In our last post in this volatility series, we looked at two of the most popular applications of volatility in trading: gauging “extremes” in price movement, and deciding where to put a stop or entry.
In this follow up post, we’ll dig into the rest of the applications for the series, including using volatility to filter trades, size positions in a portfolio, and spot opportunities in the world of options.
Active vs Passive Filter
Last time, we talked about using volatility expansion as a signal to enter positions. Of course, you might be inclined to seek the opposite. While expanding volatility can lead to some fast and profitable trades, they are not for the faint of heart. And as we saw in the All-Weather portfolio series, minimizing volatility can lead to market-beating strategies with higher sharpe ratios.
One direct way to minimize volatility is to stay out of a market when volatility is high, using a volatility filter. There is good money to be made in those long periods of steady, low volatility movement. This is certainly the case in broad market indices. So if we can make a rule about when to stay out, we might be able to realize better results. But the filter doesn’t need to mean “in or out”. It could just indicate whether we should be more active or passive. When volatility picks up, we want to get more active in managing positions.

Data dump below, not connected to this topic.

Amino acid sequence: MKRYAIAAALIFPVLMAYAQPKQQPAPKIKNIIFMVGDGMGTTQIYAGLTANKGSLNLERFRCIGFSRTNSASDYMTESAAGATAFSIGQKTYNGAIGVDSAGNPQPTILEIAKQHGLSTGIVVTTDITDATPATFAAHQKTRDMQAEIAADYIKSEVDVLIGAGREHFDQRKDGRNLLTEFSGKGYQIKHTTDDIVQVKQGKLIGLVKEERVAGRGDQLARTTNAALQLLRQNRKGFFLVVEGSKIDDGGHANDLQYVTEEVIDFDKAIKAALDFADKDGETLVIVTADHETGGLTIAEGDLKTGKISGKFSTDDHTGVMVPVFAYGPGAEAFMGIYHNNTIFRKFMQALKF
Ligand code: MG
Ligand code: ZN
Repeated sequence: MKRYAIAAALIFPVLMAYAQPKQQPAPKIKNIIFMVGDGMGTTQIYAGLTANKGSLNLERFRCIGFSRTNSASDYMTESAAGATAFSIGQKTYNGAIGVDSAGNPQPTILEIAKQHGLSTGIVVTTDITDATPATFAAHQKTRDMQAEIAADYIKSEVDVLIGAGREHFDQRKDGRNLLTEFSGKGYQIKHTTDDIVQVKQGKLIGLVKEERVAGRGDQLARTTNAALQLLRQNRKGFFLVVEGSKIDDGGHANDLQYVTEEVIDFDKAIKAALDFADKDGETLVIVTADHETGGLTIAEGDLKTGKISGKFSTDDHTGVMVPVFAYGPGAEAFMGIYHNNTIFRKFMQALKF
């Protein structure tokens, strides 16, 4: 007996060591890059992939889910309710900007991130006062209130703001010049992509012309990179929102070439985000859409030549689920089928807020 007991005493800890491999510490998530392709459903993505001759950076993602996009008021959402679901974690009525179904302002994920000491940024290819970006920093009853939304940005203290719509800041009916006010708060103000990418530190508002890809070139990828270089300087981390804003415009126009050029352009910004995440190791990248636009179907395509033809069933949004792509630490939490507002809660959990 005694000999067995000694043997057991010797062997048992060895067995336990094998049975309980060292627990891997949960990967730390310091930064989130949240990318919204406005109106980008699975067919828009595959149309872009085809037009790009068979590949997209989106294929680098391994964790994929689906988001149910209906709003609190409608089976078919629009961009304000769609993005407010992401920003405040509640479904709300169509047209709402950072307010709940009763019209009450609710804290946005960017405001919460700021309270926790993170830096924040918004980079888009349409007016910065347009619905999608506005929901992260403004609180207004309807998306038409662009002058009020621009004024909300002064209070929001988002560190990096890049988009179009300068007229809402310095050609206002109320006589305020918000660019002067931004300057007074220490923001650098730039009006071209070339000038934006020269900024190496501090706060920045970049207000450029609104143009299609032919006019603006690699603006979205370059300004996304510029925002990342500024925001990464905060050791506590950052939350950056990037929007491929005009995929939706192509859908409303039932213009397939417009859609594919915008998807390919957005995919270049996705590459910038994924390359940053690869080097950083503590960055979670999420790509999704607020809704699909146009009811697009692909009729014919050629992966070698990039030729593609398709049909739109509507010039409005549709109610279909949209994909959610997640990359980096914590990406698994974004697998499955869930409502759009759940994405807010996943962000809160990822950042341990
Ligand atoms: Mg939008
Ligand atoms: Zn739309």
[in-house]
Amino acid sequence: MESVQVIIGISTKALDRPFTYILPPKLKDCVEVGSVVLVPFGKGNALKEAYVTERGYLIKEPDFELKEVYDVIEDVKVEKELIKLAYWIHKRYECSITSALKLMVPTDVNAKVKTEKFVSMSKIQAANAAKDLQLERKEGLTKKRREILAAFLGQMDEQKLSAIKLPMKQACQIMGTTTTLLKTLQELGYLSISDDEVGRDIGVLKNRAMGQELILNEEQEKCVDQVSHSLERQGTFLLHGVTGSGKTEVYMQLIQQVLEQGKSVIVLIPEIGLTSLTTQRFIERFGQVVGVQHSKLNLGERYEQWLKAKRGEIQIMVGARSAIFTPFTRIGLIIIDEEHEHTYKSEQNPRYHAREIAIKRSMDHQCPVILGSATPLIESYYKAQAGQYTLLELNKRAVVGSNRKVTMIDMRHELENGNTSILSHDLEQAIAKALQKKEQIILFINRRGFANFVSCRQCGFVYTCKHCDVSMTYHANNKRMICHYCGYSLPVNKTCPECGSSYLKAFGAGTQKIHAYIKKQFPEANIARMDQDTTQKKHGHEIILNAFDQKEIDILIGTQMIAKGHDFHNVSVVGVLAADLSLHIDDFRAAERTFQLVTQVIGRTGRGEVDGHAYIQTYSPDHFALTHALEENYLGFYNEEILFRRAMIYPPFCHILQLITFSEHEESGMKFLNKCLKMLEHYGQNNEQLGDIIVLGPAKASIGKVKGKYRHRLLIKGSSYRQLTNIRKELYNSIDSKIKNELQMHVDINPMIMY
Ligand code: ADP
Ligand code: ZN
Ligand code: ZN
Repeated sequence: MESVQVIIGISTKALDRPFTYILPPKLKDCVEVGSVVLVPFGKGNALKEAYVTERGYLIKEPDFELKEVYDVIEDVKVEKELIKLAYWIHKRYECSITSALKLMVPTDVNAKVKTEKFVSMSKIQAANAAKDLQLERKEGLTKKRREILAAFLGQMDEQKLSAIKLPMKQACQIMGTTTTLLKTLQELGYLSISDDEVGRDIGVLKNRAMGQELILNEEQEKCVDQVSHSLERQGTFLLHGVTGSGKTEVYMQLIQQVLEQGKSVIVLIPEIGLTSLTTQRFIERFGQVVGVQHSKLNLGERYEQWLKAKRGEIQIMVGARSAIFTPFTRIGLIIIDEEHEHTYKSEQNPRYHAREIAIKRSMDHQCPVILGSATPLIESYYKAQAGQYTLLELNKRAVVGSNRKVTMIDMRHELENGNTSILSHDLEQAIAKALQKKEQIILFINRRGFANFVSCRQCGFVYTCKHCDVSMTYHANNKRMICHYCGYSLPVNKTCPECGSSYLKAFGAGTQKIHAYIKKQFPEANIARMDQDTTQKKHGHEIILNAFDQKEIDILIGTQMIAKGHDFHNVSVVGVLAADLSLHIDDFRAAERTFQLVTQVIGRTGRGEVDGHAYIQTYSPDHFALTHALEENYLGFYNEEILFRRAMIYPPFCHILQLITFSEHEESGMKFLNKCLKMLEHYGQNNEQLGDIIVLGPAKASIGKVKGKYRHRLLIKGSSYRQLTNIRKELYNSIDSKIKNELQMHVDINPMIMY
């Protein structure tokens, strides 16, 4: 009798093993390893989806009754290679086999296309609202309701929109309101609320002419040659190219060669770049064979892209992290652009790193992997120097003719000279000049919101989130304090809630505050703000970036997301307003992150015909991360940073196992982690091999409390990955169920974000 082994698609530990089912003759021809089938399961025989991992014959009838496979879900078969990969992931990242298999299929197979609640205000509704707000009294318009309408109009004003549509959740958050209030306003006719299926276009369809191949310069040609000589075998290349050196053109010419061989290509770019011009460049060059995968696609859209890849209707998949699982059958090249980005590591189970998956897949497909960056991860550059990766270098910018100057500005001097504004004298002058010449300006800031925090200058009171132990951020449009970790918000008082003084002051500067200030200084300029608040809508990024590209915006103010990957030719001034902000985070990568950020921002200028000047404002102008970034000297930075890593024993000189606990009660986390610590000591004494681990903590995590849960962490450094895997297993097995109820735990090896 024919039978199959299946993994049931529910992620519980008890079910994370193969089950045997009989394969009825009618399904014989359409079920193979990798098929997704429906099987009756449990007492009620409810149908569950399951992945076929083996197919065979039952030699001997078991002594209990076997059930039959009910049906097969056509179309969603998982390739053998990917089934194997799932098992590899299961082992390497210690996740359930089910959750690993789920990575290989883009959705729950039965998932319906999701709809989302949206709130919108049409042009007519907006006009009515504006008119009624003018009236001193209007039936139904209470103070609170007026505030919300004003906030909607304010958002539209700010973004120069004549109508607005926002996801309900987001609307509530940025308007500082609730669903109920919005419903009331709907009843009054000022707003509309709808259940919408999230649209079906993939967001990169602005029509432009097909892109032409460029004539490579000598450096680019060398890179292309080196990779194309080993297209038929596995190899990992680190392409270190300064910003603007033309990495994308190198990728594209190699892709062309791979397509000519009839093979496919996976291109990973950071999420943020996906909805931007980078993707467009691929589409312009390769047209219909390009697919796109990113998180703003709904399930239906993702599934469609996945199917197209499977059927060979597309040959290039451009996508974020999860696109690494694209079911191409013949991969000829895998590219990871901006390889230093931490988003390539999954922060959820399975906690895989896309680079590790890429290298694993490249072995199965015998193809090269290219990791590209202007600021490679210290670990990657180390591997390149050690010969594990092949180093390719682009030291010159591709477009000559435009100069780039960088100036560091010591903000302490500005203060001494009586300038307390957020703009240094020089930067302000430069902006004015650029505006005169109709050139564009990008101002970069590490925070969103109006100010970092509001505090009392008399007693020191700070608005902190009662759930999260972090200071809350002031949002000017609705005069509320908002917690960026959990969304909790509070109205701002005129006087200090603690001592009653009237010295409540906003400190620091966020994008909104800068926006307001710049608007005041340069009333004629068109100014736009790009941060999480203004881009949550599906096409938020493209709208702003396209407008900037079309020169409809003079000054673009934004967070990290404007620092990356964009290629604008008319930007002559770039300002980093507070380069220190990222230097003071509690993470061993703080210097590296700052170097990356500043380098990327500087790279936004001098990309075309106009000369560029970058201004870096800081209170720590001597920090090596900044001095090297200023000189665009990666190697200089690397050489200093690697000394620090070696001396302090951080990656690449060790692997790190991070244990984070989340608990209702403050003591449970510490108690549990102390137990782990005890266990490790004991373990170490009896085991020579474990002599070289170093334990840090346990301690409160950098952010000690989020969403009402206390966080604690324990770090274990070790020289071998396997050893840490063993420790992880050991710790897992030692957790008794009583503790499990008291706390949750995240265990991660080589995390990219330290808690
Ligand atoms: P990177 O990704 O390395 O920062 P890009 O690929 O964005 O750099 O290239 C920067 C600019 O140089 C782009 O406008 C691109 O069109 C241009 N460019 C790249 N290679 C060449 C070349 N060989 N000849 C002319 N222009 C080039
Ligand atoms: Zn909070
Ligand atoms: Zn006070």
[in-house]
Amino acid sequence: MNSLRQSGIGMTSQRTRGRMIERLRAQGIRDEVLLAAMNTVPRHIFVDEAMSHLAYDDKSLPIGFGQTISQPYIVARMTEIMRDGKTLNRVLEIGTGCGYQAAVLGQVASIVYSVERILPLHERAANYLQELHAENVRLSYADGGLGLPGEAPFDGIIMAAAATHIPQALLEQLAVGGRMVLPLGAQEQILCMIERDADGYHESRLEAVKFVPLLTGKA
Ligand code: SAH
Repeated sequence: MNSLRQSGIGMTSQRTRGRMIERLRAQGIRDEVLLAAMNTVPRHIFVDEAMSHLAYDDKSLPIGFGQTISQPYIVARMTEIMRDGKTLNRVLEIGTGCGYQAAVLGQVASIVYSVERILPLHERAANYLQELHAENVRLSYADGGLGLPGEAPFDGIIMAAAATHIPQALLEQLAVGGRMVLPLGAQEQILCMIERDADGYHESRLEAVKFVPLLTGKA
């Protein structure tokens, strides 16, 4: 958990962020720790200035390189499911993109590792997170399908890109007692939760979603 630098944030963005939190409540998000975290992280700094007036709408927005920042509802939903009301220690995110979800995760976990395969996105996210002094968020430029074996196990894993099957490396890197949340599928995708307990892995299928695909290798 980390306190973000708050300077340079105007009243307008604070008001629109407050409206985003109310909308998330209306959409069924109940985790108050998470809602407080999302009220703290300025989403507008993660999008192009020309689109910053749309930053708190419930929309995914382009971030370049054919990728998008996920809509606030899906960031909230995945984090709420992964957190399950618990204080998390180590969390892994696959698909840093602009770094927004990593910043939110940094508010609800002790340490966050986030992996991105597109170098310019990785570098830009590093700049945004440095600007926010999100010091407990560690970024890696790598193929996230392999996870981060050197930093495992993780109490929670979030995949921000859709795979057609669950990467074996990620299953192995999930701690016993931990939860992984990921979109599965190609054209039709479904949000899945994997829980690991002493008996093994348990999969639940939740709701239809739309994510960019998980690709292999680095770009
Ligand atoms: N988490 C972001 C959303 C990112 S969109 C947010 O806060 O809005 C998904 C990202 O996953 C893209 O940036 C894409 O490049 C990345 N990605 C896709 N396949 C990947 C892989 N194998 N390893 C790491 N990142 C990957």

We can create a volatility filter using the normalized ATR, which we covered in the first post of this series. Since normalized measures are stated as a percentage of the instrument price, they remain consistent across instruments (and time). It’s much clearer to filter out a daily volatility over 2%, rather than filter out a daily volatility over 5 points, for example. Indeed 5 points could be a tiny or huge value, depending on whether we’re talking about Bitcoin futures or Silver futures.
Even a basic rule like “stay out when the ATR is over 2%” can be powerful. The final post in this series will show off a very simple, market-beating strategy using a volatility filter on the S&P index. The example below shows a preview of this, using a normalized ATR value of 1.75% as the threshold to switch from passive to active.
Sizing Things Up
Minimizing volatility isn’t a requirement to a profitable strategy, but managing volatility certainly is. Managing portfolio volatility is all about constructing positions that won’t wreck the whole portfolio. While you can do this through positions in uncorrelated assets, another approach is to directly manage how much any one position can move your portfolio around.
One way to do this is by setting a stop on entry (a technique we talked about in the last post), and then sizing the position according to what you could lose if you hit the stop. This is a very common approach to sizing positions. For example, we might impose a rule of keeping the max loss on any one position to 1% of the portfolio, and then size each position based on that amount.
As a quick example, imagine taking a trade on SLV, around $25. The 3x ATR stop might be at $22. So your max loss (under normal circumstances) is around $3 per share. Let’s say your trading portfolio has a value of $30,000. If you’re putting 1% max at risk for any one position, that is $300 max risk. Therefore, a full position in that SLV trade is 100 shares, since 100 times the $3 per share risk is $300.